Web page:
Sharks are some of the most fascinating creatures to ever have “walked” the face of the planet; the best argument for this claim would be that they stand alons on the top of the food chain, with no natural enemy, other than humans, of course. Among the species of sharks, a few stand out as true silent killers of the deep, and among these, one of the most interesting ones is the great white shark.
A first of its kind census regarding the number of these toothed animals revealed startlingly low numbers; as it turns out, there are only 219 adult and young adults in all the entire northeast Pacific Ocean.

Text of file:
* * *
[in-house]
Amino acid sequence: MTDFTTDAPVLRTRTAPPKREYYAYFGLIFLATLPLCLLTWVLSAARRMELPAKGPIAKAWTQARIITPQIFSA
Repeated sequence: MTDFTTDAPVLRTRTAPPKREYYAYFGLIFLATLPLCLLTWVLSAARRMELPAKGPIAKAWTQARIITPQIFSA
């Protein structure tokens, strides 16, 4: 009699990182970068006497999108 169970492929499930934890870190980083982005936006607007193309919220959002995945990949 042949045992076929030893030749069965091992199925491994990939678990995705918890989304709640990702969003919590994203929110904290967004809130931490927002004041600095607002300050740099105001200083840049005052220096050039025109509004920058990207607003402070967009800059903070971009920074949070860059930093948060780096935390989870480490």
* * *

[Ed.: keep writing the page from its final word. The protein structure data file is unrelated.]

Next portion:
“Once we went out and noticed that we were seeing the same sharks every year, it started to dawn on us that this population isn’t huge,” UC Davis doctoral student Taylor Chapple, the study’s lead author, told FoxNews.
“This low number was a real surprise,” Chapple said. “It’s lower than we expected, and also substantially smaller than populations of other large marine predators, such as killer whales and polar bears.”
Sadly, the image of these underwater predators has been greatly distorted by the media, thanks to ‘Jaws’, and a multitude of other movies in the same line. Sharks are nature’s ultimate killing machine, and it breaks my heart to see such admirable animals face such a fate, which they cannot escape.
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